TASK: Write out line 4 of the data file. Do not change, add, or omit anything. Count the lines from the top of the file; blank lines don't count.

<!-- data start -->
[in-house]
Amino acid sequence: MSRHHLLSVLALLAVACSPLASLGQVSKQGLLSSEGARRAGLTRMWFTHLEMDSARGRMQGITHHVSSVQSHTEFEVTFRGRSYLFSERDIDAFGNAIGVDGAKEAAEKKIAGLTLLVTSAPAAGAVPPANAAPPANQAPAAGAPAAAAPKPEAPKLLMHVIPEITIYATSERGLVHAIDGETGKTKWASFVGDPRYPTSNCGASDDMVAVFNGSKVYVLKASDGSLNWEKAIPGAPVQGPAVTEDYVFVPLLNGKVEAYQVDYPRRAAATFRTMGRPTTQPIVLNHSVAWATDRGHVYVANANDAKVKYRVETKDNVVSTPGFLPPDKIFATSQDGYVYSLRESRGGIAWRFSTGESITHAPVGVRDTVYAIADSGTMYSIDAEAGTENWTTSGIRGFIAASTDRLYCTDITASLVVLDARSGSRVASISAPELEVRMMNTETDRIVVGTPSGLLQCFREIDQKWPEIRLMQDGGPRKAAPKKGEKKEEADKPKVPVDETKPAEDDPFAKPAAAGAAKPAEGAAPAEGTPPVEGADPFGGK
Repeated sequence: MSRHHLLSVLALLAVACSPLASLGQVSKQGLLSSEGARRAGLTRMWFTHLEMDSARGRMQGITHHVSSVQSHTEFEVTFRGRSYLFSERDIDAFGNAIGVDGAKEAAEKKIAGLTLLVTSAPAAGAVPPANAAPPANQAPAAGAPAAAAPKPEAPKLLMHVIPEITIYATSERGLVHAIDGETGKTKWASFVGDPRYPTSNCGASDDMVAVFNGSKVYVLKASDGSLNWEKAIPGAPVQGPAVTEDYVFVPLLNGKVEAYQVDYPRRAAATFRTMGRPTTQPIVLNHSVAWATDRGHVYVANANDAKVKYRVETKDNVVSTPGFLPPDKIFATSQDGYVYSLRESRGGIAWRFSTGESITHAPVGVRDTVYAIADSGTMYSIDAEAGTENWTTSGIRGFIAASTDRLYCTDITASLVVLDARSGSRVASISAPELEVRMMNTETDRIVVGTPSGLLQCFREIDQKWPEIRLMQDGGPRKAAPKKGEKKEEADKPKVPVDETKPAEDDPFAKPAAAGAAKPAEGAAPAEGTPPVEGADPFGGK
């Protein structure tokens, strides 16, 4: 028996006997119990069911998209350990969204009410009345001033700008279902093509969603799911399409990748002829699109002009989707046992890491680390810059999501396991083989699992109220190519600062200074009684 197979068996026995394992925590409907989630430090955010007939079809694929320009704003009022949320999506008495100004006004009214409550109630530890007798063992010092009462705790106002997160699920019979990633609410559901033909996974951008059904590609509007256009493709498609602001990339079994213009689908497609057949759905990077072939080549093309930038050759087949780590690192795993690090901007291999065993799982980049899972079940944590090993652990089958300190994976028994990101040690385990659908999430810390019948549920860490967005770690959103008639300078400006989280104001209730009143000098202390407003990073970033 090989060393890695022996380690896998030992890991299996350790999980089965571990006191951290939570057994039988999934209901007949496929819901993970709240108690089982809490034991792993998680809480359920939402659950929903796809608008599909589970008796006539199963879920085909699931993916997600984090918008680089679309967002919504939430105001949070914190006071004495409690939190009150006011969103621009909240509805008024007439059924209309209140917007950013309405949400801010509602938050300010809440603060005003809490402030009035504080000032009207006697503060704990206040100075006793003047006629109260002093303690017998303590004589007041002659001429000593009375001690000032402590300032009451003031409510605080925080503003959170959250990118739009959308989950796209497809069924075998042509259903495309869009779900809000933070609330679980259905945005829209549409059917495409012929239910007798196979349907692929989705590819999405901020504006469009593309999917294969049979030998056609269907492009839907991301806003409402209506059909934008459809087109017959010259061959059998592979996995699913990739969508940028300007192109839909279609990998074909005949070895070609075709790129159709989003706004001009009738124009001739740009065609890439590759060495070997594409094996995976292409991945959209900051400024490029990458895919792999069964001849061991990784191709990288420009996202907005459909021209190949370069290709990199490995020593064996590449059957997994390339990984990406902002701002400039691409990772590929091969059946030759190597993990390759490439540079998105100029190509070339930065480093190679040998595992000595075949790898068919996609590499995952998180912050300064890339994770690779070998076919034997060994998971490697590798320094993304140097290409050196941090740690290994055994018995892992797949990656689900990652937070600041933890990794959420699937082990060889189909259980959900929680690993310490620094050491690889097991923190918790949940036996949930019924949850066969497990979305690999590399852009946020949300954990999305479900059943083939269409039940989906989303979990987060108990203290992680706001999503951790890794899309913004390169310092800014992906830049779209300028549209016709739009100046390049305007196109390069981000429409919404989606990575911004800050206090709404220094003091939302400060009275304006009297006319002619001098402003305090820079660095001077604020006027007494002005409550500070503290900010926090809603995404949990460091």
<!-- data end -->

């Protein structure tokens, strides 16, 4: 028996006997119990069911998209350990969204009410009345001033700008279902093509969603799911399409990748002829699109002009989707046992890491680390810059999501396991083989699992109220190519600062200074009684 197979068996026995394992925590409907989630430090955010007939079809694929320009704003009022949320999506008495100004006004009214409550109630530890007798063992010092009462705790106002997160699920019979990633609410559901033909996974951008059904590609509007256009493709498609602001990339079994213009689908497609057949759905990077072939080549093309930038050759087949780590690192795993690090901007291999065993799982980049899972079940944590090993652990089958300190994976028994990101040690385990659908999430810390019948549920860490967005770690959103008639300078400006989280104001209730009143000098202390407003990073970033 090989060393890695022996380690896998030992890991299996350790999980089965571990006191951290939570057994039988999934209901007949496929819901993970709240108690089982809490034991792993998680809480359920939402659950929903796809608008599909589970008796006539199963879920085909699931993916997600984090918008680089679309967002919504939430105001949070914190006071004495409690939190009150006011969103621009909240509805008024007439059924209309209140917007950013309405949400801010509602938050300010809440603060005003809490402030009035504080000032009207006697503060704990206040100075006793003047006629109260002093303690017998303590004589007041002659001429000593009375001690000032402590300032009451003031409510605080925080503003959170959250990118739009959308989950796209497809069924075998042509259903495309869009779900809000933070609330679980259905945005829209549409059917495409012929239910007798196979349907692929989705590819999405901020504006469009593309999917294969049979030998056609269907492009839907991301806003409402209506059909934008459809087109017959010259061959059998592979996995699913990739969508940028300007192109839909279609990998074909005949070895070609075709790129159709989003706004001009009738124009001739740009065609890439590759060495070997594409094996995976292409991945959209900051400024490029990458895919792999069964001849061991990784191709990288420009996202907005459909021209190949370069290709990199490995020593064996590449059957997994390339990984990406902002701002400039691409990772590929091969059946030759190597993990390759490439540079998105100029190509070339930065480093190679040998595992000595075949790898068919996609590499995952998180912050300064890339994770690779070998076919034997060994998971490697590798320094993304140097290409050196941090740690290994055994018995892992797949990656689900990652937070600041933890990794959420699937082990060889189909259980959900929680690993310490620094050491690889097991923190918790949940036996949930019924949850066969497990979305690999590399852009946020949300954990999305479900059943083939269409039940989906989303979990987060108990203290992680706001999503951790890794899309913004390169310092800014992906830049779209300028549209016709739009100046390049305007196109390069981000429409919404989606990575911004800050206090709404220094003091939302400060009275304006009297006319002619001098402003305090820079660095001077604020006027007494002005409550500070503290900010926090809603995404949990460091």